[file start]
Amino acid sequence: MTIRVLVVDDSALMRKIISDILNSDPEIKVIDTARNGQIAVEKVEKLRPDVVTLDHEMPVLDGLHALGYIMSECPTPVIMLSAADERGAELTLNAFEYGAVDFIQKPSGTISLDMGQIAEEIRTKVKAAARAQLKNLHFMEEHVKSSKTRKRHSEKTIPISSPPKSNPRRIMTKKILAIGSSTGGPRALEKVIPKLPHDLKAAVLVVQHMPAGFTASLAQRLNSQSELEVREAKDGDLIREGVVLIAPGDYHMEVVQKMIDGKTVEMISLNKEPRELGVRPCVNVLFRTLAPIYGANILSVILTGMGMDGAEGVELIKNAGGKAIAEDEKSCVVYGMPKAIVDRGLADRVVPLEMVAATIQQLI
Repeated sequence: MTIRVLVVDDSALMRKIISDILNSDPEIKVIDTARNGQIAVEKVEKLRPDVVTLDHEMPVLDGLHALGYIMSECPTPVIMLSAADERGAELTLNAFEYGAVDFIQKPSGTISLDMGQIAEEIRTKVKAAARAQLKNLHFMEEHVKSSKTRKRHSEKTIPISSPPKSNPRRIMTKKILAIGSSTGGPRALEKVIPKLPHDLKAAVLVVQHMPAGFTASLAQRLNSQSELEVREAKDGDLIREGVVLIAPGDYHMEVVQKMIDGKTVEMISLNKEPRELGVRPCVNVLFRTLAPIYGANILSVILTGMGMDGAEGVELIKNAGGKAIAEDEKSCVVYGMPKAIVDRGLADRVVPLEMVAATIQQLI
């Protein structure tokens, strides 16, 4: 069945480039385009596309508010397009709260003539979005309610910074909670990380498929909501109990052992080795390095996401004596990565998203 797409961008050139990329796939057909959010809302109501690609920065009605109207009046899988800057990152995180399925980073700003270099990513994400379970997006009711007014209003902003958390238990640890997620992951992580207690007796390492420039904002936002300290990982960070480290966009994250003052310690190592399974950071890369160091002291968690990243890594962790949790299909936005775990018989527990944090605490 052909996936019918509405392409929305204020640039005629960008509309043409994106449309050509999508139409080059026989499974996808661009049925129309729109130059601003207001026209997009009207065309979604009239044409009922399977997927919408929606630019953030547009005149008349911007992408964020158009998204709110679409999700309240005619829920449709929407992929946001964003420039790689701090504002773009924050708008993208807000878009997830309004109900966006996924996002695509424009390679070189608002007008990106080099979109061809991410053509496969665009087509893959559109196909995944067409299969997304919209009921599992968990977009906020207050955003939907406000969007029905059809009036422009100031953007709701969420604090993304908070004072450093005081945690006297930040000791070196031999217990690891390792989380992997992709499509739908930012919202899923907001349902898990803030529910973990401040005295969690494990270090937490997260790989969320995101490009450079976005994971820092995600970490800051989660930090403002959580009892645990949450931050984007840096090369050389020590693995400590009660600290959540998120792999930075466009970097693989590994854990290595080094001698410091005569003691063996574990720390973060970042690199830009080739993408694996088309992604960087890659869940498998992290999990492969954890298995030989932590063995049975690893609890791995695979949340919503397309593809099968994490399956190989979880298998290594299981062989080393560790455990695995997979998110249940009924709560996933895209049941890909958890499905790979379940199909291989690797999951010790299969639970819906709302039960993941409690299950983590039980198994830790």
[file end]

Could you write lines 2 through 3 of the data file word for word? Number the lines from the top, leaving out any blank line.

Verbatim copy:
Repeated sequence: MTIRVLVVDDSALMRKIISDILNSDPEIKVIDTARNGQIAVEKVEKLRPDVVTLDHEMPVLDGLHALGYIMSECPTPVIMLSAADERGAELTLNAFEYGAVDFIQKPSGTISLDMGQIAEEIRTKVKAAARAQLKNLHFMEEHVKSSKTRKRHSEKTIPISSPPKSNPRRIMTKKILAIGSSTGGPRALEKVIPKLPHDLKAAVLVVQHMPAGFTASLAQRLNSQSELEVREAKDGDLIREGVVLIAPGDYHMEVVQKMIDGKTVEMISLNKEPRELGVRPCVNVLFRTLAPIYGANILSVILTGMGMDGAEGVELIKNAGGKAIAEDEKSCVVYGMPKAIVDRGLADRVVPLEMVAATIQQLI
């Protein structure tokens, strides 16, 4: 069945480039385009596309508010397009709260003539979005309610910074909670990380498929909501109990052992080795390095996401004596990565998203 797409961008050139990329796939057909959010809302109501690609920065009605109207009046899988800057990152995180399925980073700003270099990513994400379970997006009711007014209003902003958390238990640890997620992951992580207690007796390492420039904002936002300290990982960070480290966009994250003052310690190592399974950071890369160091002291968690990243890594962790949790299909936005775990018989527990944090605490 052909996936019918509405392409929305204020640039005629960008509309043409994106449309050509999508139409080059026989499974996808661009049925129309729109130059601003207001026209997009009207065309979604009239044409009922399977997927919408929606630019953030547009005149008349911007992408964020158009998204709110679409999700309240005619829920449709929407992929946001964003420039790689701090504002773009924050708008993208807000878009997830309004109900966006996924996002695509424009390679070189608002007008990106080099979109061809991410053509496969665009087509893959559109196909995944067409299969997304919209009921599992968990977009906020207050955003939907406000969007029905059809009036422009100031953007709701969420604090993304908070004072450093005081945690006297930040000791070196031999217990690891390792989380992997992709499509739908930012919202899923907001349902898990803030529910973990401040005295969690494990270090937490997260790989969320995101490009450079976005994971820092995600970490800051989660930090403002959580009892645990949450931050984007840096090369050389020590693995400590009660600290959540998120792999930075466009970097693989590994854990290595080094001698410091005569003691063996574990720390973060970042690199830009080739993408694996088309992604960087890659869940498998992290999990492969954890298995030989932590063995049975690893609890791995695979949340919503397309593809099968994490399956190989979880298998290594299981062989080393560790455990695995997979998110249940009924709560996933895209049941890909958890499905790979379940199909291989690797999951010790299969639970819906709302039960993941409690299950983590039980198994830790």